Is your writing as good as it can be ? – 5 top tips for making your personal statement pop to the top of the pile
When writing personal statements, cover letters and online applications, it’s easy to assume that the reader will pick up and understand what you mean. But busy graduate recruiters, who have hundreds of applications to get through, don’t have the time to guess your inner thoughts and untangle complicated sentences. Worse still, they will reject applications that are poorly written and contain typos. So here are 5 tips for making sure your application is clear, punchy, error-free and pops to the top.
Arrest the reader and make it personal.
Say something intriguing about yourself. Be authentic by writing from the heart. Use examples and stories to illustrate what really makes you tick. Imagine reading a cover letter from a street magician with a degree in astrophysics and a knack for connecting with people, illustrated by a touching personal anecdote. Then imagine an application whose opening line tells you that the candidate has always been passionate about joining such a vibrant profession, and that they genuinely feel privileged to be applying to your firm which has such an outstanding reputation and word-wide renown. Who would you pick ?
Walk through what you write wearing the reader’s shoes.
Ask yourself whether the reader can follow your intended meaning without having to read the sentence several times, or guess at your thinking. Are the lines of reasoning clear, and does it flow logically? Write as if you were painting a Vermeer, not a Rothko.
Speak your thoughts aloud before committing them to the screen.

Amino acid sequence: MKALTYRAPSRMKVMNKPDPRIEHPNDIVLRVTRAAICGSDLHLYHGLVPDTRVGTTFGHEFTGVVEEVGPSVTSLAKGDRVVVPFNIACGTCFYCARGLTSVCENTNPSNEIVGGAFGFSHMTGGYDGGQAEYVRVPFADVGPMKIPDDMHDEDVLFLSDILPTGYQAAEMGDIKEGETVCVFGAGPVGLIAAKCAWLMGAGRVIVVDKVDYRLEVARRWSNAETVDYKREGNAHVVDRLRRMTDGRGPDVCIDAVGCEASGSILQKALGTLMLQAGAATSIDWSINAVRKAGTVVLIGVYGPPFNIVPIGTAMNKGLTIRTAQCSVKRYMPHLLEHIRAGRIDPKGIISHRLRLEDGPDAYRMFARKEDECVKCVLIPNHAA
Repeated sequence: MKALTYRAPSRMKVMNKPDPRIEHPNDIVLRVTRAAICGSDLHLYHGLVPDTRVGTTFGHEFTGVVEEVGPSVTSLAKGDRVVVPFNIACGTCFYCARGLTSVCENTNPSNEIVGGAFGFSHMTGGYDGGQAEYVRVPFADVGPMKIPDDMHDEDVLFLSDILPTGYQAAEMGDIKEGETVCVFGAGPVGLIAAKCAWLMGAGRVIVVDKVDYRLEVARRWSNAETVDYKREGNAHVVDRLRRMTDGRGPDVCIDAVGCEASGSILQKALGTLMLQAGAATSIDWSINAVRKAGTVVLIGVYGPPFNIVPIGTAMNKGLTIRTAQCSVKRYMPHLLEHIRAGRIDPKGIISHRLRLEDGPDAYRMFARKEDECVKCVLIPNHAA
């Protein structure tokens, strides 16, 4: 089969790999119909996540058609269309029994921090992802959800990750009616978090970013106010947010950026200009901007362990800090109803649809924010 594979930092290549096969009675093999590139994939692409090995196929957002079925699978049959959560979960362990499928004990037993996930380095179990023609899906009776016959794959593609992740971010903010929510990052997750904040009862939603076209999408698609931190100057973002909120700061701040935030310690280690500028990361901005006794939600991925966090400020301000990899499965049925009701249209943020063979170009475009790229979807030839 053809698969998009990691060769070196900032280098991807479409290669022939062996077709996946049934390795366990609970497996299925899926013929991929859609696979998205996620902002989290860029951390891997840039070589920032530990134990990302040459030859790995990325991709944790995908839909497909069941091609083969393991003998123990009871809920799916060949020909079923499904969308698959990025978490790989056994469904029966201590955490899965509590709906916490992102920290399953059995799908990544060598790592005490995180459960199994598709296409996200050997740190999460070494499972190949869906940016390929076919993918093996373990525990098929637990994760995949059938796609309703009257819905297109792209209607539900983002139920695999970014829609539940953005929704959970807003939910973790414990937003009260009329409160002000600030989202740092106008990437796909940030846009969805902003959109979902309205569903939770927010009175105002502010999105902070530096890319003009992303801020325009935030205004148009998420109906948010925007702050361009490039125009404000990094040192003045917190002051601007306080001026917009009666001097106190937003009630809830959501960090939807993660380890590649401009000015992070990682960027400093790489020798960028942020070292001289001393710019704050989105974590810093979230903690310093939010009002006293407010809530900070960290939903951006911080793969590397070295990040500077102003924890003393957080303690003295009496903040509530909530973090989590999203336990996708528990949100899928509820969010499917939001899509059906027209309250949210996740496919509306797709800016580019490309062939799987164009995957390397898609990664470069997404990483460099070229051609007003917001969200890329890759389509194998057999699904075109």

You may find it surprising how half formed or jumbled some thoughts can be when you put them to this test. It’ll help you structure and clarify what you mean.
Proof read again and again.
Employers will reject an application if there is a single typo, grammatical error or obscure sentence.
Proof read four times :
- once for meaning
- a second time for typos
- third time for economy and style, as if your prose will be read aloud in front of a jury or a group or your peers
- last time as if you were asked at interview to explain exactly what you mean. Will your explanation be crisp and credible?
Use plain language and short sentences.
Particularly when applying to law firms, remember that lawyers are drafting geeks and believe that economy of language is the bedrock of clarity. The rule of thumb is that if you can express a thought in fewer or plainer words, do so. And avoid too much lyrical or poetic language. The chances are that everyone else is using the same words as you and graduate recruiters very quickly develop an aversion to them.
Contact us to arrange a one-to-one session focused on your personal statement, CV or job application. We’ll make sure it is tailored to bring out your greatest achievements and strengths.